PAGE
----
Court Opinions- Apr 15, 2019

Ray v. People

Robert Ray petitioned for review of the Court of Appeals’ judgment affirming his convictions for attempted first degree murder, first-degree assault and accessory to first-degree murder. The Court of Appeals rejected Ray’s claim that one of the self-defense-related instructions given by the district court implicitly shifted the burden of proof to him by improperly imposing conditions on the availability of that affirmative defense; and in the absence of any record indication that the jury later watched a recorded witness interview admitted as an exhibit at trial, the appellate court declined to address his claim that the district court abused its discretion in allowing the jury unrestricted access to that recording.

Because the language of the instruction did not permit the jury to reconsider the court’s determination, based on the evidence at trial, that the affirmative defense of person was available to Ray, and because the jury was properly instructed concerning the People’s burden to disprove that, and any, affirmative defense, the district court did not err in instructing the jury as to his assertion that he acted in defense of himself and a third person. 

Although error resulted from the district court’s reliance on later-overruled case law permitting the jury to have unrestricted access to the exhibit in question, when the content of that exhibit is compared with the other evidence admitted at trial, the error was harmless. The judgment of the Court of Appeals was affirmed.

Justices Richard Gabriel and Melissa Hart concurred in part and dissented in part. Justice Carlos Samour did not participate. 

Hinsdale County v. HDH Partnership

The Lake Fork Hunting and Fishing Club in Hinsdale County consists of 1,400 acres divided into 29 ranches that are owned in fee simple. Each owner holding a deed to a ranch becomes a member of the club and is subject to a host of restrictive covenants and bylaws through which the club exercises significant control over the property. 

The question before the Supreme Court was whether the restrictive covenants and bylaws render the club the true “owner” of the ranch parcels and therefore liable for property taxes, even though the ranch owners hold record title to those parcels. The court answered no.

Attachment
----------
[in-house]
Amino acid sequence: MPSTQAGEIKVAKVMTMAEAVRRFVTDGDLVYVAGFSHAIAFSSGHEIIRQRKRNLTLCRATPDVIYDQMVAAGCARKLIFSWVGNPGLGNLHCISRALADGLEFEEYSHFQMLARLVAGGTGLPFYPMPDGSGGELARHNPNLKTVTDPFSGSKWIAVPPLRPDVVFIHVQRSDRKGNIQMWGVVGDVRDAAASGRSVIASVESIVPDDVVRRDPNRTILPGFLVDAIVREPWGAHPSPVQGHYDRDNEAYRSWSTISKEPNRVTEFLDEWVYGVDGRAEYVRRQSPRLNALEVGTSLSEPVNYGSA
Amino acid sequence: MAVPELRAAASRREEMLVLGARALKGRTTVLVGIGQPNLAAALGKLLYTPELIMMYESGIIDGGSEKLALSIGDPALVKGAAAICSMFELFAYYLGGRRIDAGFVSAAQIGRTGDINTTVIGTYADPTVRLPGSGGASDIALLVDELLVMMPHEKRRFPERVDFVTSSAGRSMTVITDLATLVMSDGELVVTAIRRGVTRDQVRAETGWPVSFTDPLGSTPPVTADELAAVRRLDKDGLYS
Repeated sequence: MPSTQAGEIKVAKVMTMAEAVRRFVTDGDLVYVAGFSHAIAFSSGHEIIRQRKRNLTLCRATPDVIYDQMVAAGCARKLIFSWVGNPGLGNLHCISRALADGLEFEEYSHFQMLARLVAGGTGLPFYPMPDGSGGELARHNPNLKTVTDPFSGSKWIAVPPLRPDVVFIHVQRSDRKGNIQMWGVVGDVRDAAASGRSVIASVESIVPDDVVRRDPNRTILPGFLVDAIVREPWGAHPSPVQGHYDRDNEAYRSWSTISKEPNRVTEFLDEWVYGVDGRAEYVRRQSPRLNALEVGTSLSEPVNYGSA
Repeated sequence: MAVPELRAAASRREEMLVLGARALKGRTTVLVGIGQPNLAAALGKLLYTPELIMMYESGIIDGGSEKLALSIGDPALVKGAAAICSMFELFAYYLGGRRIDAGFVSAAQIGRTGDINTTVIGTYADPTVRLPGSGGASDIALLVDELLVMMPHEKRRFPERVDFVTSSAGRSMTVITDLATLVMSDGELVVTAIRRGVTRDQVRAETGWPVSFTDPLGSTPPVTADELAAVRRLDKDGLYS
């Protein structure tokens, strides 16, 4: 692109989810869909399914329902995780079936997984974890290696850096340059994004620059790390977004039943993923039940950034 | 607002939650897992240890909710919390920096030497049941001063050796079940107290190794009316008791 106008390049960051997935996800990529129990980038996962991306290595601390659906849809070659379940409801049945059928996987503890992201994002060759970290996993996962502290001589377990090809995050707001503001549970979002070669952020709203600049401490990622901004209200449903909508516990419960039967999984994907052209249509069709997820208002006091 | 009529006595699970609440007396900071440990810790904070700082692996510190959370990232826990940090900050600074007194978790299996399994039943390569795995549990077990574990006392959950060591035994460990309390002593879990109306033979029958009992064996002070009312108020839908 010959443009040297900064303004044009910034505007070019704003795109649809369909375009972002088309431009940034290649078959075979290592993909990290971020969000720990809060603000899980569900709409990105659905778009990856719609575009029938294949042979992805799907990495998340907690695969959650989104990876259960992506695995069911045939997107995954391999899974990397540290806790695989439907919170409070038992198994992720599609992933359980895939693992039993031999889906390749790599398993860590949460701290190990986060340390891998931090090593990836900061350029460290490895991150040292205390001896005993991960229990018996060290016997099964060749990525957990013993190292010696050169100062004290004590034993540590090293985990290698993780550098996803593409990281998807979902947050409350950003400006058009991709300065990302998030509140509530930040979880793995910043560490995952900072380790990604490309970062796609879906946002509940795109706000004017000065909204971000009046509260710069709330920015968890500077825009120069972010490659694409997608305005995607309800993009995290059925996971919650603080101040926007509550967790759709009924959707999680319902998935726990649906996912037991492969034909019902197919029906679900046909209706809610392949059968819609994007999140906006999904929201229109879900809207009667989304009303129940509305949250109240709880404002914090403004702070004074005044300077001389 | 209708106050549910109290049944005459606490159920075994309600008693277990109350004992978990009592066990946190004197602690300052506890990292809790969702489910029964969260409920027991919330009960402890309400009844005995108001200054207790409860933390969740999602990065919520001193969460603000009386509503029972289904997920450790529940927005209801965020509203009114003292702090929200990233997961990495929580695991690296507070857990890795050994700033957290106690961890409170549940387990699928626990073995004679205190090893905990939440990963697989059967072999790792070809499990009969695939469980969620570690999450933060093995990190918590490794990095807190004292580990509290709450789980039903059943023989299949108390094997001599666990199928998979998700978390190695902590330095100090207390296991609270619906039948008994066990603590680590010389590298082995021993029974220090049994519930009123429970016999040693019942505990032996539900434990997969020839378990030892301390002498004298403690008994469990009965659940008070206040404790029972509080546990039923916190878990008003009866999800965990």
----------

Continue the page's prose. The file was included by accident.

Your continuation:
Colorado’s property tax scheme reflects legislative intent to assess property taxes to the record fee owners of real property. The respondents in this case hold record title to their ranch parcels, which they own in fee simple and can freely sell. They purchased their ranch parcels with notice of, and subject to, the club’s restrictive covenants and bylaws, which they can vote to amend or repeal. Because respondents voluntarily agreed to the restrictive covenants and bylaws that facilitate the collective use of their property for recreational purposes, the court held that they cannot rely on these same restrictive covenants and bylaws to avoid property tax liability that flows from their record title ownership. Justice Richard Gabriel penned a concurrence in the judgment, joined by Justice William Hood.

Calvert v. Mayberry

Attorney David Calvert was disbarred for various ethical violations, including entering into an oral agreement with a client without complying with the requisite safeguards of Colorado Rule of Professional Conduct 1.8(a). After being disbarred, Calvert sued his former client, Diane Mayberry, for breach of that same oral agreement, claiming that there was a contract between them. The trial court granted Mayberry’s motion for summary judgment, and the Court of Appeals affirmed. 

Calvert asked the Supreme Court to consider three questions related to this dispute: 

  • whether an attorney who was found to have violated Rule 1.8(a) in a disciplinary proceeding is estopped from relitigating the same factual issues in a civil proceeding;